Designing Intelligence

As we look to improve the employee experience, some will be quick to look to automation tools and Artificial Intelligence (AI). But a rush to automation risks missing much of the power that AI offers. As a complement to human intelligence, AI can be used to create experiences that are not just personalized but help us extend our perceptual capabilities, enhancing our vision, extending our understanding, and making us better learners. In short, enhancing the human experience.

What does this mean in practical terms? As described in the Babylon example above, AI can help to ensure that doctor’s directions are understood by patients and caregivers.

AI also has the ability to empower people in complex systems, by mapping systems relationships and designing interfaces that make the logic of AI visible and open to human direction. Tokyo’s Railways Technical Research Institute (RTRI) and the Swiss Federal Railways (SBB) are researching the use of neural networks and AI applications to help dispatchers and controllers combat train delays and optimize train scheduling. Imagine using that same power to help Veterans navigate the expansive and complex systems of benefits across the VA, from health to education benefits.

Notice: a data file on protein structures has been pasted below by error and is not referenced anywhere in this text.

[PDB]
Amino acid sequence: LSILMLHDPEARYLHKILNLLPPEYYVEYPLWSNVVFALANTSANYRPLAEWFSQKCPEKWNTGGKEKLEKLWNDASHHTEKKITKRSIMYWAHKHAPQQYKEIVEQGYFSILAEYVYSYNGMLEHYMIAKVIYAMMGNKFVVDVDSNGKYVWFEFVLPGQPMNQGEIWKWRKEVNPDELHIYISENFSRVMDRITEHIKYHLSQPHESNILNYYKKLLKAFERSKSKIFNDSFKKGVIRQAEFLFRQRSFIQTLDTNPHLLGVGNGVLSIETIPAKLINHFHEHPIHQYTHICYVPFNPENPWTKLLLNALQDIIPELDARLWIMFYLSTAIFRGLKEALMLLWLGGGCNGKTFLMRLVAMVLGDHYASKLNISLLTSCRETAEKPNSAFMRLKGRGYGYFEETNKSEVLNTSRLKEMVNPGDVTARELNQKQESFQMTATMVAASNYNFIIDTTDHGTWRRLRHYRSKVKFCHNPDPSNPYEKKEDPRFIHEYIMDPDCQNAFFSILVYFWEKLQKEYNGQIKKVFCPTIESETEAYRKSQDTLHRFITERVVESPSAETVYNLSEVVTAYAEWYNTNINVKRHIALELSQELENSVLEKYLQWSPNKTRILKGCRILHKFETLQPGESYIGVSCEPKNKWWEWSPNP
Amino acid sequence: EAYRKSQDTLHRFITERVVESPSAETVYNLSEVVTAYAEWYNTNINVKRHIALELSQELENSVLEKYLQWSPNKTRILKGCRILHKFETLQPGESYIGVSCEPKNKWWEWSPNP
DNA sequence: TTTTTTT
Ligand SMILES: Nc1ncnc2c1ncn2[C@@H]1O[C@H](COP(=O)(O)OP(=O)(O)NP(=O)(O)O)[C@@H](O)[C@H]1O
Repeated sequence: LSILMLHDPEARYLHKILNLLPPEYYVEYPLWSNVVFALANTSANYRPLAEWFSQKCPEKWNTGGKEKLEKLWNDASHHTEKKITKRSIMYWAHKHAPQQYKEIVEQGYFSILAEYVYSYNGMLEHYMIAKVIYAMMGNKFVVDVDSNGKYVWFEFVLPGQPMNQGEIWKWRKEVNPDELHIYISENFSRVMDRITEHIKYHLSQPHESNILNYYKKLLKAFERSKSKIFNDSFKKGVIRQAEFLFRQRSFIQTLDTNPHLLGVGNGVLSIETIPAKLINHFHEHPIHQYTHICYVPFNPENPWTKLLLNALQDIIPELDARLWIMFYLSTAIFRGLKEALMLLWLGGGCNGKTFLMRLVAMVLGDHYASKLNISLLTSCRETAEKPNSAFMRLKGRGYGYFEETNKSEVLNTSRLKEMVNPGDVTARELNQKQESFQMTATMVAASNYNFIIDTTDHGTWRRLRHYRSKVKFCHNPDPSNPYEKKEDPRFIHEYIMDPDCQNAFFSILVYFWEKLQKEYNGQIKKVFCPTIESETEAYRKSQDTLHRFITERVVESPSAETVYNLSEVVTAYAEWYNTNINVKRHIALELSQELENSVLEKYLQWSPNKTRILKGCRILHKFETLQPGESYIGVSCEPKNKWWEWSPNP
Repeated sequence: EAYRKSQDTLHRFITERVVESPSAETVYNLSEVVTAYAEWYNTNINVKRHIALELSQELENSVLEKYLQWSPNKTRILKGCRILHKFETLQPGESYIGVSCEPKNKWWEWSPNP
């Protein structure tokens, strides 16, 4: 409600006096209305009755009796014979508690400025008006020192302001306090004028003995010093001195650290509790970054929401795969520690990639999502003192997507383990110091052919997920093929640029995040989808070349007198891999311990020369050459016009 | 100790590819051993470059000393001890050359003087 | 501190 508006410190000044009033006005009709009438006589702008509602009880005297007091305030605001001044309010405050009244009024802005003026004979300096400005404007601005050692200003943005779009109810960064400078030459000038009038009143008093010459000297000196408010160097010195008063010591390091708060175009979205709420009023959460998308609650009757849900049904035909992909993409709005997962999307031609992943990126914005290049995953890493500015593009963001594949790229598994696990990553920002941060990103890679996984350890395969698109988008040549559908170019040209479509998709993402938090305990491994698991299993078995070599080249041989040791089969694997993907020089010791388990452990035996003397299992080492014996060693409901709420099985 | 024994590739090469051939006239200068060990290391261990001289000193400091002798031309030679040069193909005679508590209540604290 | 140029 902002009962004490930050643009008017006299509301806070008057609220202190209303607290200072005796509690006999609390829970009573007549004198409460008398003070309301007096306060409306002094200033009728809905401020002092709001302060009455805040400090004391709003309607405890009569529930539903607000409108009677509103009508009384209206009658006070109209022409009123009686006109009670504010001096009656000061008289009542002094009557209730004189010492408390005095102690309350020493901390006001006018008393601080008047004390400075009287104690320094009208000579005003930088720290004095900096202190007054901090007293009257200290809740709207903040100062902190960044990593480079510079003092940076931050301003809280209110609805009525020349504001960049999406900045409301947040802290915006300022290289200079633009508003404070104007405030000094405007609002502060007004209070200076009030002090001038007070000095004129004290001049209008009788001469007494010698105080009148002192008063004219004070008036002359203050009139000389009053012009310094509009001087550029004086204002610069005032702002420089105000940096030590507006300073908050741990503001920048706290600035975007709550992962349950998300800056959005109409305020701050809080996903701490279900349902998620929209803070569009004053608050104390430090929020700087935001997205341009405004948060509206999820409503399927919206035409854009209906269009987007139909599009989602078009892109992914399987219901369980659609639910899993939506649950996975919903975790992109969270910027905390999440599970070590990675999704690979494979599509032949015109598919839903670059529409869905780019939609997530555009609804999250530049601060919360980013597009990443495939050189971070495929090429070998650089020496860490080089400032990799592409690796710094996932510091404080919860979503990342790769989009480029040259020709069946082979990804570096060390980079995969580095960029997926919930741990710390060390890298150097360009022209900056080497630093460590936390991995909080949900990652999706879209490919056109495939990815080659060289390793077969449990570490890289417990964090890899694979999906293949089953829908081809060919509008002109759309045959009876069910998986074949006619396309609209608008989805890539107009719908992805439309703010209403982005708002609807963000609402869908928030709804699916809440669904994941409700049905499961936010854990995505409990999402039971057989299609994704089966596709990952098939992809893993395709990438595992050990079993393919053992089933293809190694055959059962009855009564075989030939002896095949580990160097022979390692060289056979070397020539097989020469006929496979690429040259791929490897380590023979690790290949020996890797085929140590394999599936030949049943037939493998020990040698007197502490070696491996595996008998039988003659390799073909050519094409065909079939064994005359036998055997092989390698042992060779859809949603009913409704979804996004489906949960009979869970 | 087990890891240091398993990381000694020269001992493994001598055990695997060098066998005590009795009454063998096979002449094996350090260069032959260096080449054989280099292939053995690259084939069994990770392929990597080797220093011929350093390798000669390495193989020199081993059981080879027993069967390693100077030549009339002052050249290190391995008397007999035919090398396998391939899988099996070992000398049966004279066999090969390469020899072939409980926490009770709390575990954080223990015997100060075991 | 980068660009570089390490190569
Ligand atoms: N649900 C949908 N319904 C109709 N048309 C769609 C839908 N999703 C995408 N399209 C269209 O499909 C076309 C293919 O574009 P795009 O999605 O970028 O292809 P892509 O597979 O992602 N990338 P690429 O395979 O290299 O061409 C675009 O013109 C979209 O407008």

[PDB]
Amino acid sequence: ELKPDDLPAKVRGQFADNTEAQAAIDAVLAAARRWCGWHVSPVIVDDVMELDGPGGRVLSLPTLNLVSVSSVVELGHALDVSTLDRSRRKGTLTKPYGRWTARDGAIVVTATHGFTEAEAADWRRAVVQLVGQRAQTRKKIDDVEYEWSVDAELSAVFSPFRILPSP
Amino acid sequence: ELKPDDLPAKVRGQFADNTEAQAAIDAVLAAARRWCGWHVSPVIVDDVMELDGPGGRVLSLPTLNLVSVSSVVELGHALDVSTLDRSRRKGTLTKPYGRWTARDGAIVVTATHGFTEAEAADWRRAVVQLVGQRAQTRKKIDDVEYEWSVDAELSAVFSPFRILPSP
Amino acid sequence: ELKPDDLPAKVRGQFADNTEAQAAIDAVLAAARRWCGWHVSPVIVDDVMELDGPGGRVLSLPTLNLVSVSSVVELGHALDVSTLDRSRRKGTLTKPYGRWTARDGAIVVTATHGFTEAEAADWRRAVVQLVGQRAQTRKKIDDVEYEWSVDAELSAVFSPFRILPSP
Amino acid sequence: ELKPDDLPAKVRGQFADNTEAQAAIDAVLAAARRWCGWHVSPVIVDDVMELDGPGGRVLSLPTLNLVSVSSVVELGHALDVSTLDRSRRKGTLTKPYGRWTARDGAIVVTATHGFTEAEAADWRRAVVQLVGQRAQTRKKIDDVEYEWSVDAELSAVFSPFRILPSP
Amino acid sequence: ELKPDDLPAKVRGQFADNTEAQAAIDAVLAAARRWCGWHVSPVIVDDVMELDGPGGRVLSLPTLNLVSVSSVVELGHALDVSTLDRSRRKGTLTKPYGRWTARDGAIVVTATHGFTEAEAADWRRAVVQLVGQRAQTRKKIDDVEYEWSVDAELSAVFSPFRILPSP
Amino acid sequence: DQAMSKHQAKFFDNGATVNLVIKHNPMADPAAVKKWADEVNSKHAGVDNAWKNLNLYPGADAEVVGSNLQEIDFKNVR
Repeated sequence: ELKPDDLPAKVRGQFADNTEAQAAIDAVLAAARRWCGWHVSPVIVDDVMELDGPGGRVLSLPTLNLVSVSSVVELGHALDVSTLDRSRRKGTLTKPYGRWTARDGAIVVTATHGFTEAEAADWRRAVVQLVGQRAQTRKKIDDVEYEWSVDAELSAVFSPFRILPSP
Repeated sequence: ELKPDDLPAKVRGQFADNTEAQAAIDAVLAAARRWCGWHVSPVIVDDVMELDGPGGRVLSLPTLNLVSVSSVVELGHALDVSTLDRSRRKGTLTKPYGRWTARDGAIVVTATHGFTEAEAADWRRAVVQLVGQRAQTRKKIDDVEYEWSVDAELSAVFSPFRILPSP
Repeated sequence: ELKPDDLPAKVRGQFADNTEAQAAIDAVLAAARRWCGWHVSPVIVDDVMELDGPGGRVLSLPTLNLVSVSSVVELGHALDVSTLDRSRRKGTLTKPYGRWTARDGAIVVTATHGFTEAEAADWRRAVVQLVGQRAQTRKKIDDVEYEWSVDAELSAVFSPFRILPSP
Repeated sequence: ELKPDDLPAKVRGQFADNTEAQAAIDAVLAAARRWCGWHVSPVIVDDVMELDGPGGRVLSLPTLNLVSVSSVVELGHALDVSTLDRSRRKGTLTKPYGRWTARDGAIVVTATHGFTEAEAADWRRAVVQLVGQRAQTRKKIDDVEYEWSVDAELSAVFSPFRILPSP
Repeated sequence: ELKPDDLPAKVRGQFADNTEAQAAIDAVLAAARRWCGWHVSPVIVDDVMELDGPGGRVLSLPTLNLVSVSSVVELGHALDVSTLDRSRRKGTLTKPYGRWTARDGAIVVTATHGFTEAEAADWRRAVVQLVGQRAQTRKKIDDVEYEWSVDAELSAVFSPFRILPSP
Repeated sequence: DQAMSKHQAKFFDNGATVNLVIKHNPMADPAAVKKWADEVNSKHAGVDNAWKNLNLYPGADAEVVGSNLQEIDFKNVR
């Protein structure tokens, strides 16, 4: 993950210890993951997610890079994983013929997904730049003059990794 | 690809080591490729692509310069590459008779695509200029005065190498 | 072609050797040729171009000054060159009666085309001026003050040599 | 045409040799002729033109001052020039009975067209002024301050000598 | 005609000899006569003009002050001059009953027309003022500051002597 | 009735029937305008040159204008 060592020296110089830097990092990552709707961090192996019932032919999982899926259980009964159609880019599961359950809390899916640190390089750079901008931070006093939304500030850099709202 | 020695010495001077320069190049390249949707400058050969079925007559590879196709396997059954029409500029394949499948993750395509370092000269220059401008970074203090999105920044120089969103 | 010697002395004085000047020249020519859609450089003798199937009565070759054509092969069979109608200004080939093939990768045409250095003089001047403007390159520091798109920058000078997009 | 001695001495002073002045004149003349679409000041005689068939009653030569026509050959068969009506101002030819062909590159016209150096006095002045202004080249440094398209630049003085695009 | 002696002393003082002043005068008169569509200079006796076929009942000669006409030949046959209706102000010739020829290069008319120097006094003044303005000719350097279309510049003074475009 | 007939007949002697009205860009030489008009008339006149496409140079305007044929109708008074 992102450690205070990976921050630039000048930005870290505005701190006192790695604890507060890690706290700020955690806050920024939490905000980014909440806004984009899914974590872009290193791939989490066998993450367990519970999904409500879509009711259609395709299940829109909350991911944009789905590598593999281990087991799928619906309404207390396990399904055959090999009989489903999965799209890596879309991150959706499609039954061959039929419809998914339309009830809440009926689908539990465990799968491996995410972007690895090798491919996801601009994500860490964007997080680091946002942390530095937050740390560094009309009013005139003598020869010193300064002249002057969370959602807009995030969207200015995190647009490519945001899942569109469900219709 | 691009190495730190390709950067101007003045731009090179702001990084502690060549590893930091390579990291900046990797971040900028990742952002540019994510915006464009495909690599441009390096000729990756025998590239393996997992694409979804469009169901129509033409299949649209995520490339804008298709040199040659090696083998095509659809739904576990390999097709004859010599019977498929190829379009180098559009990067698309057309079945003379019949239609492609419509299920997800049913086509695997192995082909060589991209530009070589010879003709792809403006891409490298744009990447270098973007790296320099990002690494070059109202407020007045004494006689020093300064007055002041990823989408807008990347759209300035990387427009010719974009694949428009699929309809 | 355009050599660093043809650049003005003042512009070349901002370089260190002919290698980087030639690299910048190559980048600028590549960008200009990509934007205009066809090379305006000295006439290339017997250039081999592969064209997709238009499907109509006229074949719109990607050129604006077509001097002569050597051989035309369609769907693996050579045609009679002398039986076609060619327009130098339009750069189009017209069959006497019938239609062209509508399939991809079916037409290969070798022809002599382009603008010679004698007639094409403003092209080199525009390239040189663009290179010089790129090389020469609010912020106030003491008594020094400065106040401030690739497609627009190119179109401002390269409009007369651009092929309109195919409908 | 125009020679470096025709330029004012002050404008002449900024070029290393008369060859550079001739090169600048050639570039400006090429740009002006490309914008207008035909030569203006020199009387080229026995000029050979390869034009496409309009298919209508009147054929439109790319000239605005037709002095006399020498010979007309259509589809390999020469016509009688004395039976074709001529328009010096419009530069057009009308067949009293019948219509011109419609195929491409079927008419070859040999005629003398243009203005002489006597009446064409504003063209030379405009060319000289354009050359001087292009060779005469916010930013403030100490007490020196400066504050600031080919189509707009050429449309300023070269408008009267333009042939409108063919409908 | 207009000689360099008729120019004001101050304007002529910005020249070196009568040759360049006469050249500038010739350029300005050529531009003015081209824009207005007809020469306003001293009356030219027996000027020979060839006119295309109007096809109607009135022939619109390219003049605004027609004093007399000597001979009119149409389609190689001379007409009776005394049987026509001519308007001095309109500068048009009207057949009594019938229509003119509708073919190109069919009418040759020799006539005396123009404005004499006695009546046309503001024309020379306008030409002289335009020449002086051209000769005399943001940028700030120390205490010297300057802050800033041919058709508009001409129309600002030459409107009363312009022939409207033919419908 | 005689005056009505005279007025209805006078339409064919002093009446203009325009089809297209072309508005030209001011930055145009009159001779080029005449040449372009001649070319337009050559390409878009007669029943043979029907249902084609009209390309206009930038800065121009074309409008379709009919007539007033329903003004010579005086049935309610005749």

As AI is applied to more complex activities, like simulation and decision support, innovation will accelerate the design of new products, services and even entire business models. Healthcare will be among the early beneficiaries of these advances, and VA is uniquely positioned to take advantage of enhancements around the efficiency, availability and effectiveness of care.

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I invite you to explore all of the Fjord Trends. We welcome discussion and exploration in our studios on how the Trends can help fuel the future of the VA, and how we can work together on delivering meaningful outcomes for veterans.

Shubber Ali

Innovation Ninja